The Amazon Effect....Continued

This article was posted on Computerworld this AM (by me). It made me think about other crazy business models that aren't overtly logical - and how our behavior makes them take shape.

Do you know how LinkedIn makes money? Headhunters. Because you are good enough to not only tell all the world about yourself, your experience, your job, your likes and hates, etc., you make it easier for headhunters to search the site to find you if you fit the bill for an opening. Do you think that the sudden "endorsements" feature of the site is REALLY about having people endorse you? No, it's about having people tell the headhunters what other attributes they can tag you with and thus search you for. Headhunters pay for this function.

It may make you feel nifty that Joan in accounting endorsed you for being a "snappy dresser" but in reality what is happening is your profile is being fine tuned such that the search function of the headhunter can be equally fine tuned. It's brilliant.

Now, having said that, there are often unintended consequences of a successful business model. In this example, how long will it be before HR departments bypass the headhunters altogether and simply do this for themselves? The richer the data set on you the person, the easier it is to hone in on what HR is looking for in an employee.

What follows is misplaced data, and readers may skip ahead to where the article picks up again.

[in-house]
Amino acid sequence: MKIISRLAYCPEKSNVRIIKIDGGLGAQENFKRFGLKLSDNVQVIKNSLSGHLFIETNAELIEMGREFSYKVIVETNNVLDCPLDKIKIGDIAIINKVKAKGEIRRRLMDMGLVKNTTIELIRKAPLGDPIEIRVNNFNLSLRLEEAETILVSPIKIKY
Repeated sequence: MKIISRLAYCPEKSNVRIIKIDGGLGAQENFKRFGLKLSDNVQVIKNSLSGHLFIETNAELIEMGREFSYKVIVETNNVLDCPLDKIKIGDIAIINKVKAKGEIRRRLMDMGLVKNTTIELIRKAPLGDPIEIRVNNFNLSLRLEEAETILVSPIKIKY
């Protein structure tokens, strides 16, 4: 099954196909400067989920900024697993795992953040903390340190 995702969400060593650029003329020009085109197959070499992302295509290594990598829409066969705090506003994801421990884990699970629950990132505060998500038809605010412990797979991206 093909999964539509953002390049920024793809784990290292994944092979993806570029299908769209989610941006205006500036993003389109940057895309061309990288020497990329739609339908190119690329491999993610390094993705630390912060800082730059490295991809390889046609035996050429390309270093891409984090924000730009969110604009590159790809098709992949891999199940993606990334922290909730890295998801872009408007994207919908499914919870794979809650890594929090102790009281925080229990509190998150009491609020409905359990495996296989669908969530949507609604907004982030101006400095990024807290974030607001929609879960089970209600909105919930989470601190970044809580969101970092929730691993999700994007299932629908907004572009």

As a more interesting example of how existing industry victors always react to new or pending movements, read what Big Switch's CEO wrote today here http://bigswitch.com/blog/2013/06/05/big-switch-steps-down-from-opendaylight-platinum-status regarding getting out of the open source SDN movement it essentially FOUNDED because Cisco has taken control.

It shows the awesome power of the incumbent to derail many technology-led transformations that have the ability to disrupt the money flow. In this case I don't believe Cisco can ultimately keep SDN from happening universally, but it sure as heck is going to slow down that train for a while. Eventually, if it does see the light of day as I suspect it will, Cisco's core networking boondoggle will come under heavy fire - and it will be forced to adapt its business model in that sector, or abandon it - eventually. In the meantime, it will keep pushing off the market.

Topics: IT Infrastructure Networking